May 4, 2022 9:40:33 pm
As the world slowly resumes normalcy after the pandemic, most people are still coming to terms with the new normal. Now, while the return to normalcy may seem like a positive turn, and it is, it can be a strong trigger for anxiety and even thoughts of helplessness and hopelessness as people resume pre-Covid lifestyles after two years of personal and professional challenges.
“Under such circumstances, feelings of performance anxieties, job uncertainties, new faces in the work environment, new policies, new hierarchies, or even new managing bodies at workplaces, could all trigger overwhelming responses,” said Dr Ashwin Naik, co-founder, Manah Wellness.
According to a Global Study conducted by Oracle Workplace Intelligence, an HR research and advisory firm, up to 89 per cent of Indian workers reported that the pandemic has impacted their mental health negatively. The report also found that up to 32 per cent of Indians felt burned out from overwork since the time pandemic hit. The report further highlighted that Indians suffer higher stress levels than most workers globally, with 36 per cent of Indian employees having poor mental health (compared to 28 per cent globally), 32 per cent lack of job motivation (compared to 25% globally), and 31% feel disconnected from their personal lives (compared to 23 per cent worldwide).
“Thus, the Finance Minister highlighting the need for better mental healthcare in the Budget, urging businesses to ‘proactively’ promote employee mental wellness was a welcome move. Listed below are a few steps that businesses and HR managers can undertake to provide an emotionally safer workplace, allowing employees to resume work in a more positive and supportive work culture,” he said.
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Conduct wellbeing assessments
A ‘return to work emotional wellbeing assessment’ can go a long way to identify where each employee stands, what their apprehensions are, specific challenges they are facing and the support they need. This is not just a survey but a thorough psychological wellbeing assessment to ensure support can be provided where and when needed. Identifying and acknowledging the challenges they have overcome during the pandemic and staying proactive and persistent in clearly communicating precautionary efforts to make them feel safe about reopening workspaces, is a vital trust building exercise for creating emotionally safe workplaces.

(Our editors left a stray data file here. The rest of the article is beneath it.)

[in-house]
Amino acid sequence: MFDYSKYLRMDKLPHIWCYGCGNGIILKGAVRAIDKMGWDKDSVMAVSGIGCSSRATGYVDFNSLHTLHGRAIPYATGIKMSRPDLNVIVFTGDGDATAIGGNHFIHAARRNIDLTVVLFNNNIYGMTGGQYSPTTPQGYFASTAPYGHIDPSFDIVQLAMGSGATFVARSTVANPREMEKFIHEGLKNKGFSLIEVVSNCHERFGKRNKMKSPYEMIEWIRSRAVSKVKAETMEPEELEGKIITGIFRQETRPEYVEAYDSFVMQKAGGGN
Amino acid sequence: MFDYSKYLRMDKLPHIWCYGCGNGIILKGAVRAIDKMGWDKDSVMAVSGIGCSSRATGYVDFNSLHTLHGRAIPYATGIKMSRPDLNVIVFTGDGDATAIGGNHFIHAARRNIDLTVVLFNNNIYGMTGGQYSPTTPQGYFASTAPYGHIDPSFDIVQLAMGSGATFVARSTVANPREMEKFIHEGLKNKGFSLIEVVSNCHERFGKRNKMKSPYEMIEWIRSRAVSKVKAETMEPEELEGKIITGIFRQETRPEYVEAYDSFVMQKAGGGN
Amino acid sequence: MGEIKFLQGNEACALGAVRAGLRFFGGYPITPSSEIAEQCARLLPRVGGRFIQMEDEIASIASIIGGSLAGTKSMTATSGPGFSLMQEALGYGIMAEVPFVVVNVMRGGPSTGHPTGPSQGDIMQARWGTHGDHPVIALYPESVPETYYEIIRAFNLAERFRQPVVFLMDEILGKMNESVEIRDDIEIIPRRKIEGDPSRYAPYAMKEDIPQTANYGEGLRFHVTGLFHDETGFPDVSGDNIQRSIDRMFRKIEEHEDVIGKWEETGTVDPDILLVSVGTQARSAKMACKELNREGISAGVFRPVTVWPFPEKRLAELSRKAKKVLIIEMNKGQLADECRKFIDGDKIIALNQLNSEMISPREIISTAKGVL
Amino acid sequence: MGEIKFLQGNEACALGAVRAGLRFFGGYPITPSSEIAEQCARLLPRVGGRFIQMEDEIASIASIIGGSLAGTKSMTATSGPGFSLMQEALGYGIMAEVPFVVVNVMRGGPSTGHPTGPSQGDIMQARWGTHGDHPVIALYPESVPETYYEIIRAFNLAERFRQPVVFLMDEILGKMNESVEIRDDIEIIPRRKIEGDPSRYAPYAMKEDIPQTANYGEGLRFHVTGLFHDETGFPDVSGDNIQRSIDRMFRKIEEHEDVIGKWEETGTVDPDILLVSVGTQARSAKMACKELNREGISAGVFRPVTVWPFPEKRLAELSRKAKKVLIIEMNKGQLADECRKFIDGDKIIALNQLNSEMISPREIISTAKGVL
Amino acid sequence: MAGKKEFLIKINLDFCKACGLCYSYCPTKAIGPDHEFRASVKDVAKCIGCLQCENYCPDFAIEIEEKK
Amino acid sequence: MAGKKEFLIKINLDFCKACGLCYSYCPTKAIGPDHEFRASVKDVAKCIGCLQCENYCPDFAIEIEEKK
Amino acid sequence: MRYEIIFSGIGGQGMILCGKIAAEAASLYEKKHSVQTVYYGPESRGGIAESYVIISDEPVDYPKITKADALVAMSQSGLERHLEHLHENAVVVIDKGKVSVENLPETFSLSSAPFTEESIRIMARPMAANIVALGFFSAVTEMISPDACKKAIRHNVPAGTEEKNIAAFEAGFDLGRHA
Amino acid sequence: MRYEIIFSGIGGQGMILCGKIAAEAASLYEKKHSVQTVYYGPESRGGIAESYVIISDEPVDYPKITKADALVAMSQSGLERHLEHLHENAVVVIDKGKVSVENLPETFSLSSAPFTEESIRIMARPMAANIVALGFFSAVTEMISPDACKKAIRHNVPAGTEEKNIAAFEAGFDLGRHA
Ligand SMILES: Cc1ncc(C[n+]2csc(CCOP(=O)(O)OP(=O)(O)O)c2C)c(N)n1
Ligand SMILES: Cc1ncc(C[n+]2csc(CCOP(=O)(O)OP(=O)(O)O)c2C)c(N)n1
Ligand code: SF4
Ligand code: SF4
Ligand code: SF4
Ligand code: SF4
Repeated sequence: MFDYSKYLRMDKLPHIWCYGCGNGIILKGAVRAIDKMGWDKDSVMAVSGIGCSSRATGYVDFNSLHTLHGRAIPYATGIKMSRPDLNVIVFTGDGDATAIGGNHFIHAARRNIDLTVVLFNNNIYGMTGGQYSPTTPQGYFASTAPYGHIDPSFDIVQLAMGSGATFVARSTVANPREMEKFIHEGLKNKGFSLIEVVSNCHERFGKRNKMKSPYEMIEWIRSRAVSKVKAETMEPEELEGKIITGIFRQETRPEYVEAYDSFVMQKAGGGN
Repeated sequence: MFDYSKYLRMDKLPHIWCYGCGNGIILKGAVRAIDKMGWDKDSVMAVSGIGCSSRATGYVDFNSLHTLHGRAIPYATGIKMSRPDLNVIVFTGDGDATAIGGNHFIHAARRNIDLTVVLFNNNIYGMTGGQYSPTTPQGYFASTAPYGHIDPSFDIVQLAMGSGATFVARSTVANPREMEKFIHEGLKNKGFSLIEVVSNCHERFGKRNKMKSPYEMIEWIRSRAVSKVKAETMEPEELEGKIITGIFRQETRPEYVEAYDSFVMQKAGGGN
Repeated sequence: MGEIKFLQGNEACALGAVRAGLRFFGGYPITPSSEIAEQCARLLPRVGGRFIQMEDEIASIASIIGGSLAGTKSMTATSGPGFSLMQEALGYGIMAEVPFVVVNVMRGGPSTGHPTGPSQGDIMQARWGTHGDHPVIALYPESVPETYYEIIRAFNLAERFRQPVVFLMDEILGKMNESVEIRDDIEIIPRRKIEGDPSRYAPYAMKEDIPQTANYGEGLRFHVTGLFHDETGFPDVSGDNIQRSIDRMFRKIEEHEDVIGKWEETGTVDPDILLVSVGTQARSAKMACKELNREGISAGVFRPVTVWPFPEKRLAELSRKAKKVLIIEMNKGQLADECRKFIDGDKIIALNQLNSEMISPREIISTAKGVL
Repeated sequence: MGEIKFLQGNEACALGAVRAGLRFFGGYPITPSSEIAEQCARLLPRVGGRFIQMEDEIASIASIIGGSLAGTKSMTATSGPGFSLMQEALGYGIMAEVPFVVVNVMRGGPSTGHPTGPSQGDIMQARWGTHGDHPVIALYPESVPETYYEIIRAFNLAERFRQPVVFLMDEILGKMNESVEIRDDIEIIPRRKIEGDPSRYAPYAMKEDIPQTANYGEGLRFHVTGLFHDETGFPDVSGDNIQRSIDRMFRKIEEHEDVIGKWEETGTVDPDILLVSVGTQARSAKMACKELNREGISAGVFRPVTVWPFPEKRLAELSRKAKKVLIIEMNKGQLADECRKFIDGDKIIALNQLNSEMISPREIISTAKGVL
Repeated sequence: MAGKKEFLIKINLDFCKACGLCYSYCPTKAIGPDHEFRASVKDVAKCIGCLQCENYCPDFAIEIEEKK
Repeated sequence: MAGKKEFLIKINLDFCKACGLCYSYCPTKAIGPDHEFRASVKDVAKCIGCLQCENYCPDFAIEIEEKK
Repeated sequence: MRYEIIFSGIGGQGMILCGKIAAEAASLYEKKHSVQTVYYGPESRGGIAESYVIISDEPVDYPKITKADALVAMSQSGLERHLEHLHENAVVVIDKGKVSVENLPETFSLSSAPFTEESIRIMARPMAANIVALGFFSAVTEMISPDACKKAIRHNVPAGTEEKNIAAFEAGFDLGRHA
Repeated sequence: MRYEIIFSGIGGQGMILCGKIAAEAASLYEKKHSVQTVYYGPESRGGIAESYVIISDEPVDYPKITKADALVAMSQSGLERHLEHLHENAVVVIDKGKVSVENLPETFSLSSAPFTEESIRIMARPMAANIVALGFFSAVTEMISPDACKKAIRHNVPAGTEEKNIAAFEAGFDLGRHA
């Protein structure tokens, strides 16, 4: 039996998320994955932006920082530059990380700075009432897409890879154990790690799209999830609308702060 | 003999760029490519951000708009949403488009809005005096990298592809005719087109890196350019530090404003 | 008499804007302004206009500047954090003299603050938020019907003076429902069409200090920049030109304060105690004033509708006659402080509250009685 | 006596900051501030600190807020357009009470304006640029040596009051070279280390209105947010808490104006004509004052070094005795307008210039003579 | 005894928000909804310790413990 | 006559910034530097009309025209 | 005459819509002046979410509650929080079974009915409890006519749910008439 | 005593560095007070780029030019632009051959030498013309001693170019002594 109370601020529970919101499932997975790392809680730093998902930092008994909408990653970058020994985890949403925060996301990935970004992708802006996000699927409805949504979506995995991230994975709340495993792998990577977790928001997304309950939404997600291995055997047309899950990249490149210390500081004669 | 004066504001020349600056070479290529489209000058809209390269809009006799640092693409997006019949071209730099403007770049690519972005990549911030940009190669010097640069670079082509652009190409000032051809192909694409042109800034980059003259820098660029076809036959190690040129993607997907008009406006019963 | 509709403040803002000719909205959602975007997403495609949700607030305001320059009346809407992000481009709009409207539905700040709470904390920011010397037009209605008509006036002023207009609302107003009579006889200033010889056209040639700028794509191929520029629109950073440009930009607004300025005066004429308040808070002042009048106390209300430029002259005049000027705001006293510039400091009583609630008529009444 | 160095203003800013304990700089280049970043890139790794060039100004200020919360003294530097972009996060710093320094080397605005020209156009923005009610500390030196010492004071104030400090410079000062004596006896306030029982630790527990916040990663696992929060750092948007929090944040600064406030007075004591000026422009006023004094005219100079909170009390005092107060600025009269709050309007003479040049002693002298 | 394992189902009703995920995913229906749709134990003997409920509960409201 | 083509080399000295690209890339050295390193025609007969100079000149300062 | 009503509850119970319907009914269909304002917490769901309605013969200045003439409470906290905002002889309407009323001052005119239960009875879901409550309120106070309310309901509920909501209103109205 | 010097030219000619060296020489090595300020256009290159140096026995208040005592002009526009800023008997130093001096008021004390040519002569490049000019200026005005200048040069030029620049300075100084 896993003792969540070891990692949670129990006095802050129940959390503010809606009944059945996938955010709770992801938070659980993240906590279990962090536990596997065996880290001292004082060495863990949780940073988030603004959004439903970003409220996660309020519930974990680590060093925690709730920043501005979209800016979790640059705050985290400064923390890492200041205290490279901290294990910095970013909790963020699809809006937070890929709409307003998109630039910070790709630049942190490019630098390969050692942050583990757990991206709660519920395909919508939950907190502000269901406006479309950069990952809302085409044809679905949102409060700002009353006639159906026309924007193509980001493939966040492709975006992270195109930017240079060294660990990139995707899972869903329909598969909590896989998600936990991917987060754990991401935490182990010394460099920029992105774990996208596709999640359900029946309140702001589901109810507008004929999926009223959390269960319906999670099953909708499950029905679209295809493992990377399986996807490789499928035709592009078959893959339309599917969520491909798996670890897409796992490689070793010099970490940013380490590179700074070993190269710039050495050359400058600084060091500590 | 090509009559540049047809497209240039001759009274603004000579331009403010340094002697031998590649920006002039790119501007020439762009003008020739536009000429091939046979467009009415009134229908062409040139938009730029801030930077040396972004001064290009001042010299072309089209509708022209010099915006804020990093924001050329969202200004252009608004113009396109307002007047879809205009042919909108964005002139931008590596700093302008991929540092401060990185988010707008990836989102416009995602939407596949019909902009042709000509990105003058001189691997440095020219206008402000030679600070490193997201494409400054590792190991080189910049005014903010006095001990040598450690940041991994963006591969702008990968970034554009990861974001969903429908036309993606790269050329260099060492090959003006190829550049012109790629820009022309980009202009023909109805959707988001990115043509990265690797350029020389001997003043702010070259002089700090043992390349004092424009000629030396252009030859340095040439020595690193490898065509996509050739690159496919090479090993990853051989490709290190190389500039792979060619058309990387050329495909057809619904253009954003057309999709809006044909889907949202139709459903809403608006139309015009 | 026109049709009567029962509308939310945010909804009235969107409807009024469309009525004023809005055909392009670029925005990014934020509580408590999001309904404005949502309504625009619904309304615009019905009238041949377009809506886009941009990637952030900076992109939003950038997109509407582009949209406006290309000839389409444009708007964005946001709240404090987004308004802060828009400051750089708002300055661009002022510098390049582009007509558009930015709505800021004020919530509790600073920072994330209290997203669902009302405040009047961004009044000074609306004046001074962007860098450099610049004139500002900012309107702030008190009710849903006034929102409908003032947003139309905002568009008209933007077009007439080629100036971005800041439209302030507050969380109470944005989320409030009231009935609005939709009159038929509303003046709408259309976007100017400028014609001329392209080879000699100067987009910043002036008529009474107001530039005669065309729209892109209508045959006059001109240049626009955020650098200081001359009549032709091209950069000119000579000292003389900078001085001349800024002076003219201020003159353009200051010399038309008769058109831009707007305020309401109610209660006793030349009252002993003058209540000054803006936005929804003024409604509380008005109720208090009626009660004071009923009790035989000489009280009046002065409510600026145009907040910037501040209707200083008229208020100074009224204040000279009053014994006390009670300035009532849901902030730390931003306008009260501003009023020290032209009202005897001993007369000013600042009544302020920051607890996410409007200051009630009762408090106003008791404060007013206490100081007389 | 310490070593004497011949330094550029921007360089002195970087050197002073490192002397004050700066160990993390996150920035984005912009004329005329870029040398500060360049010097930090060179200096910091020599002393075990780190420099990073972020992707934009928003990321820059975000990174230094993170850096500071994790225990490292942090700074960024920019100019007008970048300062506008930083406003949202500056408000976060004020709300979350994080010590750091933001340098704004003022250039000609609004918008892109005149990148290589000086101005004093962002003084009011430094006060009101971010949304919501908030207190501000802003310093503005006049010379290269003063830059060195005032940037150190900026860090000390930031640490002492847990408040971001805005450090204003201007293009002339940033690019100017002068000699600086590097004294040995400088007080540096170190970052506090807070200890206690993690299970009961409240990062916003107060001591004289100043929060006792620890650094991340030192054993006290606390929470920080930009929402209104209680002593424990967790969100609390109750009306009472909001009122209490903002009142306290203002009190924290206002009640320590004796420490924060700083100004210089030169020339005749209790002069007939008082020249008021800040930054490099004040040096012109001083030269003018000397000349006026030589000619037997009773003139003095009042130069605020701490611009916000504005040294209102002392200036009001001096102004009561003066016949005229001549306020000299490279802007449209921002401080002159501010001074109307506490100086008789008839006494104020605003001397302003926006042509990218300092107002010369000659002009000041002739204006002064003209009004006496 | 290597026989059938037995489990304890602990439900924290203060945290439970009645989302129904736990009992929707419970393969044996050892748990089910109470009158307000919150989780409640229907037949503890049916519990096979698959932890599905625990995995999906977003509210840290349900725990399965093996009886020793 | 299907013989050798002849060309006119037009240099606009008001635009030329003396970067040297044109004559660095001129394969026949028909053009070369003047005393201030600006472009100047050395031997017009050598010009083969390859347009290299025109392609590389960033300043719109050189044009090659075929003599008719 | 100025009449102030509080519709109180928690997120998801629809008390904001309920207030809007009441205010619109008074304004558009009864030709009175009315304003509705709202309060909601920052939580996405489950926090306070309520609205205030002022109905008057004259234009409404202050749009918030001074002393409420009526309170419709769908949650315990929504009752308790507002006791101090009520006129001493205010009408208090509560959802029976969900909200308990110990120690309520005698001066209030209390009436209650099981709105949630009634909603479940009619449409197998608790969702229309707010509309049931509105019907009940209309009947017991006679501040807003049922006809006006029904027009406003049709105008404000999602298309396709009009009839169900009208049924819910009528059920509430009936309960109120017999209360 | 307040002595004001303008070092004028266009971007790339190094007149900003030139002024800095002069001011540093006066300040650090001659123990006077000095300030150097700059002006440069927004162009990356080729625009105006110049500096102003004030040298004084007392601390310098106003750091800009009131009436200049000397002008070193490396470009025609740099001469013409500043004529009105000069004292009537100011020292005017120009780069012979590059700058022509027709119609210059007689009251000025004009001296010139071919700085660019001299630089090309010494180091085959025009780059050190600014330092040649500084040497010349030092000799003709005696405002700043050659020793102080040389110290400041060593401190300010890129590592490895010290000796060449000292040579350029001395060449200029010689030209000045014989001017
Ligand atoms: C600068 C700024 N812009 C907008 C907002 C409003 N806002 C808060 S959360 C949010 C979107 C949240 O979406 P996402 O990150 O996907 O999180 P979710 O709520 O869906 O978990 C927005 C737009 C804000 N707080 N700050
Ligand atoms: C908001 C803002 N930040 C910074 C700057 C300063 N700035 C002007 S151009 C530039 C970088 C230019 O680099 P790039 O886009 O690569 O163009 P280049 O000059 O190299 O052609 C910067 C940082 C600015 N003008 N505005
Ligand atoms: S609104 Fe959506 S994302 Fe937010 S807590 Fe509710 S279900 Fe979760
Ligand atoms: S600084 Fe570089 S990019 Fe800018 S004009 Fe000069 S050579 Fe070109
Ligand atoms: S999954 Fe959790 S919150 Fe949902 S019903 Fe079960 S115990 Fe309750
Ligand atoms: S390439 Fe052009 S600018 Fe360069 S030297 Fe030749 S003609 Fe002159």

De-stigmatising mental health
“The taboo and social stigma attached to mental health is one of the leading reasons why most people are unable to seek out professional help or treatment. De-stigmatising mental health related conversations or problems is the first step towards building an emotionally safe and supportive work environment where one does not feel threatened by or insecure about seeking help,” he continued.
Providing policies that encourage work-life balance
Stress is a major factor contributing to emotional or mental restlessness and if left unchecked, can be potentially harmful and have serious physical and mental manifestations. Offering supportive work policies that encourage healthy work-life balance can go a long way in not just allowing effective time management but to also alleviate work pressure and help employees lead happy and contended lives.
Regular physical and emotional wellbeing assessment by expert
Currently, while most businesses offer incentives on physical health or discounted medical policies, gym memberships or complimentary club house memberships, it is not enough. These encouraging initiatives do little when it comes to actual assessments of overall health and wellbeing. Regular mental and physical assessments can be crucial for several employees who may not even be aware of health problems – mental or physical, before that point.
Facilitating access to mental health experts
Lastly, facilitating conversations and access to healthcare experts is a vital step in setting up a supportive and nurturing workplace that actually cares for its employees. Several businesses are also employing the service of medical technology related apps and tele-medicine experts to protect the privacy of their employees and to allow them the safe space and anonymity needed to discuss their problems freely with a mental health expert.
“With the regular work from office resuming across the countries, it is important that business leaders set up and imbibe a sensitive and humane approach to managing and developing their human resources, with empathy,” he concluded.
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